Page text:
Framing

Framing refers to the way that the game has been designed for a particular target group, in this case students in year 7, and whether the game and the play literacy required, are suitable for this type of student (Mitgutsch & Alvarado, 2012).  The game is well designed for 11-13 year olds (although early levels could be played by younger players) and the learning curve for learning to play is minimal, as students do not require any prior experience with video games to quickly learn this game.

The framing aspect also includes whether the game is responsive to the players by increasing the difficulty as the game progresses, as this progression in difficulty enhances learner engagement (Djelil, et al. 2014). The game begins with the aforementioned tide challenge (see the section on Purpose), which can be completed in under a minute, but gets progressively more difficult over the fourteen key game levels. 

 

In the instance of an incorrect response the game replies “this planet is broken” and the player is prompted to try again.  This repeated predictable fail outcome does not meet the criteria for a good learning game, which requires a variable feedback system and a cost for failure (Koster, 2013).  Fail states that are relevant but less predictable and boring enhance enjoyment of the game and encourage players to persevere even when they are struggling (McGonigal, 2012).

Each of these incorrect responses is counted and is viewable to the teacher (in the education edition) (Filament Learning, n.d.), and by the player themselves at the end of the game, but does not have an impact on gameplay.  Failure to complete a level does not preclude a student from completing subsequent levels, although a player must return to the home screen to select a different level if they are not progressing through the levels sequentially.  

After completion of each level, there is a multiple choice question generally relating to the changes made in that level to ascertain that the student understands what changes were necessary and why, rather than simply clicking everything until something worked.  This second possible fail state encourages students to grasp the underlying knowledge rather than simply guess, and their results of these challenge questions are recorded.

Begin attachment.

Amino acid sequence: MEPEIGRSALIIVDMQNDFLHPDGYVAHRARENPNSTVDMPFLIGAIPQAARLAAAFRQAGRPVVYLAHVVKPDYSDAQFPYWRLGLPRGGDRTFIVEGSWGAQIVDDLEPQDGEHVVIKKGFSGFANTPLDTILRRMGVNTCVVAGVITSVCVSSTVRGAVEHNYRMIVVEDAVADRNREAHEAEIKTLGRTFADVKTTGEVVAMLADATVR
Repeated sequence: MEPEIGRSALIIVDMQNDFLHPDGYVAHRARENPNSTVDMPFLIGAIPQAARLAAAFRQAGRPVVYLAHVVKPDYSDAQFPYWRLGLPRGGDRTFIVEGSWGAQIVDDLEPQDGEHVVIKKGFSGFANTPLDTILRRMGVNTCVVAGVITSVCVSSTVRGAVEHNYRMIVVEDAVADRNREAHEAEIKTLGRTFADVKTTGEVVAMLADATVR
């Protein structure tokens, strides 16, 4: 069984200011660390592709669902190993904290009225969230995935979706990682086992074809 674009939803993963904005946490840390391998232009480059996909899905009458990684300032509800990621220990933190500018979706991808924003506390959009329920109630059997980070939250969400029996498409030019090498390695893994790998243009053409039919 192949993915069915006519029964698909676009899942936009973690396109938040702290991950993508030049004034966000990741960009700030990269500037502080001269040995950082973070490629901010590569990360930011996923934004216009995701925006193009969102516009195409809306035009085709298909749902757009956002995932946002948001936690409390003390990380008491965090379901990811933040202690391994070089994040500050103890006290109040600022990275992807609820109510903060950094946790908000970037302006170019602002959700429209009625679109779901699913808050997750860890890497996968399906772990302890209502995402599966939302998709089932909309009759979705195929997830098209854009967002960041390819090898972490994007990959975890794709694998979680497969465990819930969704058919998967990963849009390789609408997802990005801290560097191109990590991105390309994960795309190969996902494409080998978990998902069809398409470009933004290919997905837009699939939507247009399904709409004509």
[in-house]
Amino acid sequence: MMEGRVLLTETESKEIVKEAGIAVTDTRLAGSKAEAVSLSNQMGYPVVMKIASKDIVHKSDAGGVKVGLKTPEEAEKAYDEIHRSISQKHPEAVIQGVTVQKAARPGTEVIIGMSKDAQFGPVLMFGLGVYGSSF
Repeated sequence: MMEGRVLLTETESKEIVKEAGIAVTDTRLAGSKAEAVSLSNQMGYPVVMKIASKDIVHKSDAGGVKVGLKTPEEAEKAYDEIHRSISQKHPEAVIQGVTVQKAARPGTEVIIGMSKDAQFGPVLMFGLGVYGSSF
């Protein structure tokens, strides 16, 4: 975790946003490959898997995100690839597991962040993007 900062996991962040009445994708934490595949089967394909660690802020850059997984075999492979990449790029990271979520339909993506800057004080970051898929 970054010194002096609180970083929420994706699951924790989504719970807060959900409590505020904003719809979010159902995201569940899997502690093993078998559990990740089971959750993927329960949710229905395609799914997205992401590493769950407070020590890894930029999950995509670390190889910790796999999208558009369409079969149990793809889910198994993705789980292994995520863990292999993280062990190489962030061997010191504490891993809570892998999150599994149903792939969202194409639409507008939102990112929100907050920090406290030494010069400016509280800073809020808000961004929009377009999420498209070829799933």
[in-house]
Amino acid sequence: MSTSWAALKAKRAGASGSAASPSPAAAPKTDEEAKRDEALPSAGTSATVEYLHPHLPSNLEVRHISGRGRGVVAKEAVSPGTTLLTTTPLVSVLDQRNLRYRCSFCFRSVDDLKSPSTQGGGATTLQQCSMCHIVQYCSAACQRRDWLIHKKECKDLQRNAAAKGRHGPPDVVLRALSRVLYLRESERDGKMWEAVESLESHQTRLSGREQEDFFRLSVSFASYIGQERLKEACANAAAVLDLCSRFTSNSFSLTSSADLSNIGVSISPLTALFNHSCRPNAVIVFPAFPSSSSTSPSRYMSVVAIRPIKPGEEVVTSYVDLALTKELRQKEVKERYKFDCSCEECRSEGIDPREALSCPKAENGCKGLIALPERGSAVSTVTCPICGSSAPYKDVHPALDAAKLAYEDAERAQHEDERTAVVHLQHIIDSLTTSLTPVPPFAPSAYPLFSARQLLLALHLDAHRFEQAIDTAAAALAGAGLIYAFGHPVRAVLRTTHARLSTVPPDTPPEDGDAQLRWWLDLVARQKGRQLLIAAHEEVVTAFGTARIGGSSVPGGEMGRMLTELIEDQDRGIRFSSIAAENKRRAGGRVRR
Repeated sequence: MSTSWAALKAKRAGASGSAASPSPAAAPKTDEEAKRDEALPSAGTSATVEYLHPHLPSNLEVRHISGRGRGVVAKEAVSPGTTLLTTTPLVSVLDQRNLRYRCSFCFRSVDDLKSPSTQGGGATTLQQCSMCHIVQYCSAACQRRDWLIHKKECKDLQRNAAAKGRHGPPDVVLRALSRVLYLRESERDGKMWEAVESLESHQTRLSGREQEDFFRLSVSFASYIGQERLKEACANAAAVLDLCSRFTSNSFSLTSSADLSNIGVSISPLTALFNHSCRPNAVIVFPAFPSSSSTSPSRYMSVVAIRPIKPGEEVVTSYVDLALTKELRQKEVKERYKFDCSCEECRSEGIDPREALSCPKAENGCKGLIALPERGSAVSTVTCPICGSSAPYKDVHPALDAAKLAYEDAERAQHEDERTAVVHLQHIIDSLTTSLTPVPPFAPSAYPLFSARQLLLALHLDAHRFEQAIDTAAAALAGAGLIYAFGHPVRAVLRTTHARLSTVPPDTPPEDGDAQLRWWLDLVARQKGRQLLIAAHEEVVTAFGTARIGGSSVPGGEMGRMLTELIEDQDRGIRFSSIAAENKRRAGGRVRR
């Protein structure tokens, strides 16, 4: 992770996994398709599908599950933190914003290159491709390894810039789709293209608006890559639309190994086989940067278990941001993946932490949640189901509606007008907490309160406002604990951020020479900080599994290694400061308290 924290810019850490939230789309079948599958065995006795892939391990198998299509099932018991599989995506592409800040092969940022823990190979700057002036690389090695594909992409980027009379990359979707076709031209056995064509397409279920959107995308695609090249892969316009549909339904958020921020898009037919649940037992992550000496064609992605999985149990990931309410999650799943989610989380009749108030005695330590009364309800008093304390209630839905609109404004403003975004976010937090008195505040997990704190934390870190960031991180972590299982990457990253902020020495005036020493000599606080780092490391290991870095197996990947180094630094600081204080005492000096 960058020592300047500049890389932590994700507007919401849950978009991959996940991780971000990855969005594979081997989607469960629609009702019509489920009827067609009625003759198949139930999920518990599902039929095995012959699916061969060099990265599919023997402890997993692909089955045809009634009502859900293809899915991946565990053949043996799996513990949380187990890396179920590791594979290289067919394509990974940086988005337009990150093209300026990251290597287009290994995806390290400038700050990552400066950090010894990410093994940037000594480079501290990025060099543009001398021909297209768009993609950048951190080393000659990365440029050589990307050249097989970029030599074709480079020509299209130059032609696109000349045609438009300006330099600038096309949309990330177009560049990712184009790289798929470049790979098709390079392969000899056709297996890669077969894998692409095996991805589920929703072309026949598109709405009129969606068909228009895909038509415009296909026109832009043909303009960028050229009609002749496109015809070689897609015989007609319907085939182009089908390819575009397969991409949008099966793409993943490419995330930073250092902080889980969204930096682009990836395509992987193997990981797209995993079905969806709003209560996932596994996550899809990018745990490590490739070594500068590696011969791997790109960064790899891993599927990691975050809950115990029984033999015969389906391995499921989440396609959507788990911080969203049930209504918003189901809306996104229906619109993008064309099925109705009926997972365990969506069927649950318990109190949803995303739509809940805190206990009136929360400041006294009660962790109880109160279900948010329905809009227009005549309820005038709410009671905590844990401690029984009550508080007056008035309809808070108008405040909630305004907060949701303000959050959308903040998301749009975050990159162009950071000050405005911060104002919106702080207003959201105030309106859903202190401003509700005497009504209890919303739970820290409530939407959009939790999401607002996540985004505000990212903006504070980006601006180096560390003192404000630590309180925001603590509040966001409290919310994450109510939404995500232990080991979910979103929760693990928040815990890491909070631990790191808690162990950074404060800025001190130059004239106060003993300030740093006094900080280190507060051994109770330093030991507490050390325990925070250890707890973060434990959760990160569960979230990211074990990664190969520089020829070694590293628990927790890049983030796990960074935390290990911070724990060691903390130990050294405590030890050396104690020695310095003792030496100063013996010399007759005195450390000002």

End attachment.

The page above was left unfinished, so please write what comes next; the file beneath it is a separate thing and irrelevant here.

Due to the format requiring a single correct answer, this game does not easily lend itself to replayability, although the free play level included at the end of the game allows room for experimentation and perhaps teacher- or student-set challenges for the class.

One way the framing in Planet Mechanic could be improved is by allowing teachers to customise the game for the benefit of their specific cohort of students, to better suit their prior learning and needs (Ak, 2012). Adding further advanced levels, including those with multiple solutions, would improve the learning benefits by helping students to feel like they have agency and their choices make a difference to the gameplay (Gee, 2005).  

Coherence and cohesiveness

This aspect the evaluation examines how well the previous elements of the game work together to achieve the purpose of the game (Mitgutsch & Alvarado, 2012).  Planet Mechanic is fairly simple in gameplay but it effectively demonstrates the principle of the Goldilocks Zone (National Aeronautics and Space Administration, n.d.) by allowing students to make adjustments to the planet that ultimately affect its liveability. The game is developed from a constructivism learning theory foundation (Pereira de Aguiar, et al., 2018) which allows students to experiment in a safe space to build their own learning. It shows the interconnectedness of planetary systems which teaches students the complex notion of systems thinking, the understanding that small actions in one area can have broad implications across multiple other areas (Molderez, & Ceulemans, 2018).

Overall Evaluation

Overall, Planet Mechanic is sufficiently engaging and detailed for a game played across one to two classroom lessons.  It quickly teaches students about the climactic impact that atmosphere, tilt, rotation, revolution and lunar cycles have on planets in a way that encourages systems thinking. It also has a minimal learning curve for teacher and student alike, allowing reluctant teachers to investigate Game Based Learning on a small scale. Improvements could be made in allowing further teacher customisation and having advanced levels with more variables and multiple solutions that would help students to feel they were active agents in the game.  Additional work on the fail state of the game being less predictable (such as the planet wobbling off its axis, or the alien being upset that the snow has melted) would increase enjoyment and consequences for failing would encourage students to work hard to produce the right answer.

Conclusion

Game based learning is a valuable teaching method and should be incorporated into classrooms, bringing student benefits in not only content learning but transferrable skills such as systems thinking and team work.  Planet Mechanic represents a low-investment game that allows teachers to experiment with incorporating game based learning into their classrooms. References